“Sadness flies away on the wings of time.” ~ Jean de La Fontaine
I walk past the house of the Smiths every day while returning from my morning jog. Most of the days Mrs. Smith is up and about working on her garden or strolling with her earplugs in. Each time she sees me she beams warmly at me.
We had never really exchanged any words, but she was still part of my day with her radiant smile and soothing demeanor. Recently, I rarely saw her or if at all she was there she would sit still staring into space, listless and morose.
I often got a gut call to inquire after her when she wasn’t there for days in a row, but I hesitated until one day I saw her garden deserted, plants dying and grass unkempt. I rang the doorbell and a woman answered after what seemed like eternity. My mind juggled with the idea of turning back and moving on in the direction I came from, after all I had a lot to accomplish in the day, while a part of me kept pushing me to find out if everything was okay with her.
She was sitting on a couch looking grim. An attendant was offering her tea and scones. I stood there for some time watching her bite on one without much interest. She looked up and our eyes met. She smiled but it was forced and fragmented.
I sat beside her without waiting for an invitation. “How are you?” I asked casually. She said, “Don’t know this time it has lasted longer than usual.” I looked at her attendant and she said, “Her depression is like seasons, it comes like a storm tearing her down and when it goes she is left more feeble and alone.”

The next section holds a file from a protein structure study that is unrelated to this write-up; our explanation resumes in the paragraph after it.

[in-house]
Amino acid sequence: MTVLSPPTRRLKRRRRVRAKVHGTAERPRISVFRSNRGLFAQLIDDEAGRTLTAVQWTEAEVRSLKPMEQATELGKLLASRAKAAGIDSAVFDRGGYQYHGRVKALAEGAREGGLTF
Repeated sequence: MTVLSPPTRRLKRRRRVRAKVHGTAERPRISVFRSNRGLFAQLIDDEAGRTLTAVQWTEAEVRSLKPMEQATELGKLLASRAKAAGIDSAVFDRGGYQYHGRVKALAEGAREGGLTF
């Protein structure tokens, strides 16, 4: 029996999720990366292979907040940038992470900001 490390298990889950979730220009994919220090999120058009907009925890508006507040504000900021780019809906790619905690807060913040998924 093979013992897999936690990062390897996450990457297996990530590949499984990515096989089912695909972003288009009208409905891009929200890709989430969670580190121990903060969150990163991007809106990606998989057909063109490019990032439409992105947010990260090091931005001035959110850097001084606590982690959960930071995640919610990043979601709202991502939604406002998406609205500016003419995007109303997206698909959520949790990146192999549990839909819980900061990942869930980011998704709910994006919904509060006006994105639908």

I learnt she was suffering from bipolar depression. After talking to her for a long time, I gathered it all started when her children moved out for higher studies. Her husband is mostly occupied with his work and her loneliness gradually took a toll on her mental condition.
I walked back with a heavy heart but a resolve to make her see the brighter side of the day. Every morning I started stopping by to spend some time with her in the garden, tending to her plants, watering the pots, weeding the grass and then treating ourselves to hot cups of tea. What I learned every day after spending some additional morning time with her was her effervescent smile which started on her face and reflected on mine and ended at the beautiful November flower bed in her garden. New hope blossomed in her.
One day she was again back to her dark tunnel. She sat on the bench looking at a snail who had broken its shell. She said, “Bob, the snail will soon die! Its protective layer is chipped.” I could see she was metaphorically trying to say something about how she saw herself. I asked her, “When did you last speak to your children?” She said, “They don’t call.” “So why don’t you?” I questioned. She looked at me and gave me an understanding look. I picked up the snail carefully and kept it in a little safe place in the garden. Snails have a natural process of repairing their shells.
Few days later I took Mrs. Smith to the snail with a broken shell and she smiled with tears rolling down her sunken cheeks. “The shell is repaired!” She remarked gleefully. I nodded. She smiled, “Our soul also repairs with a little love and attention, doesn’t it?” I smiled gladly.
Today morning I received an invitation from the Smiths for Thanksgiving Dinner. She is preparing the Turkey. I am grateful and happy for her.